I saw it the other day.  It was a cool, crisp New England morning and I was out for an early AM bike ride before work.  On my favorite local road I saw it, that layer of lazy, slightly creepy fog that was creeping from the edge of the woods of a tiny hollow and spilling into the adjacent farm field.  It's one of my favorite things, that fog; the cool, not uncomfortably cold weight of heavy morning reminded me of my time spent in late Fall in southern Tuscany and Burgundy many years ago.  I saw the same fog, and it was the time when I first discovered nebbiolo.

I have a perhaps strange but also potentially legitimate personal theory that there are exactly 5 months a year when drinking nebbiolo (and syrah for that matter, but that's another email entirely) is ideal.  It's the shoulder season, the in-betweener time, not quite full on winter, but certainly not's right now.  I'd say from early October until mid-December and then again from April through mid-June is when I enjoy Nebbiolo the most.  Maybe it's because there is some morning fog, maybe the wine likes variable barometric pressure...maybe I'm just crazy...but maybe you should give it a try.

Now,  A LOT can be said about the nobile nebbiolo grape.  In fact, I'll leave that to the real wine writers and other 'wine pro's'.  Frankly, I just think this grape is constantly intriguing.  So many styles, such potential for greatness, yet a grape I spend very little time actually drinking.  Well, it's my season.  It's nebbiolo season.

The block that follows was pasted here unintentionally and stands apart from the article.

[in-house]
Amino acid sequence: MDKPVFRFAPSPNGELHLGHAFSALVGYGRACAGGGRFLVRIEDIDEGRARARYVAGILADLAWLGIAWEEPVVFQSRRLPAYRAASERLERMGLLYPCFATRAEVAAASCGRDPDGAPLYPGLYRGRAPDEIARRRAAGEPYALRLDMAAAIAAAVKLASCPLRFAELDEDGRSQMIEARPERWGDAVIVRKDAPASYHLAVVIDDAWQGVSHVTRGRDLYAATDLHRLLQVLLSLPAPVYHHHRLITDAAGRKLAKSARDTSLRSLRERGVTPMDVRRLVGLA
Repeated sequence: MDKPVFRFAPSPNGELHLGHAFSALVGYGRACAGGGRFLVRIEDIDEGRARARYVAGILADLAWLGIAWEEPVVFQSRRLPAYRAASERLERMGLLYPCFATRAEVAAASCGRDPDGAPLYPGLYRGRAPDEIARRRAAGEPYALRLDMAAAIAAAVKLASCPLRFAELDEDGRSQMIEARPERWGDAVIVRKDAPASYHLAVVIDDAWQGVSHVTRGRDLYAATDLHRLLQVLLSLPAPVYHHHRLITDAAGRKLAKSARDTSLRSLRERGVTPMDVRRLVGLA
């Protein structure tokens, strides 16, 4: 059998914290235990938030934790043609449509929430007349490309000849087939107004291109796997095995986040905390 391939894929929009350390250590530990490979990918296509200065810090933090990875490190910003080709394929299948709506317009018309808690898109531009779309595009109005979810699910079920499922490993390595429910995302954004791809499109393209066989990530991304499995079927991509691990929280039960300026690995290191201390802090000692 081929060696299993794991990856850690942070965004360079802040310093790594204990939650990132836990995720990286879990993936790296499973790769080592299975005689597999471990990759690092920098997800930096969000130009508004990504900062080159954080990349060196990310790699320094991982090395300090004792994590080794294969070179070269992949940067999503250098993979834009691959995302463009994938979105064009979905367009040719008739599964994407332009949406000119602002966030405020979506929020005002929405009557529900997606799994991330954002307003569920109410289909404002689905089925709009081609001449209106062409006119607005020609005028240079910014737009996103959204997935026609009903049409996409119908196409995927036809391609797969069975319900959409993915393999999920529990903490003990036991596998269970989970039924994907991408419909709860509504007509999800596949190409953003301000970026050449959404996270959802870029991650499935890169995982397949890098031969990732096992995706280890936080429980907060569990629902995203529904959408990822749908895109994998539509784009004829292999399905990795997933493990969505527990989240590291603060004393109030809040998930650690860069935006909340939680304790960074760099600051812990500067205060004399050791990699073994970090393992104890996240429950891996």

Tonight, a lineup of all nebbiolo.  From the high altitude Alpine versions of the Valtellina to the quirky Valle d'Aosta to the classic Langhe foothills...tonight we see nebbiolo from some of the greatest producers in Italy all on a perfect Fall evening.  Join us.  Oh, and the party doesn't stop, be sure to join us next Tuesday for a special visit from Scapra...taste old nebbiolo at it's finest!

Nebbiolo Season, Day 1:

Dirupi, 'Ole`!', Valtellina Classico, Lombardia $27
The Valtellina is one of those wine regions even most Italians don't know exists.  On high on northern frontier of Italy, sandwiched between Switzerland and the northern lakes is an amazing piece of terroir.  Soaring terraced vineyards carved out of Alpine primary rock with nebbiolo clinging to the rock walls.  It's an extreme environment and makes for some extremely good nebbiolo.  Dirupi is a tiny upstart winery founded just under a decade ago by to friends from enology school.  Today they are one of the few natural producers in the region and this is their classic cuvee.

Cave Co-op du Donnas, 'White Label', Valle d'Aosta $26
You might be scratching your head and wondering why this wine has a French name while it sits in Italy.  Well, again, this is the borderland and even more so then elsewhere in Italy here in the high mountain pass under Mont Blanc the French influence spills over.  The local dialect is a Swiss-Franco-Italian mountain language that only the locals can understand.  Here we have one of the best quality co-op's in Italy.  In the tiny village of Donnas just north of Carema.  Another example of the brisk, ethereal style of nebbiolo from the northern most corner of Italy.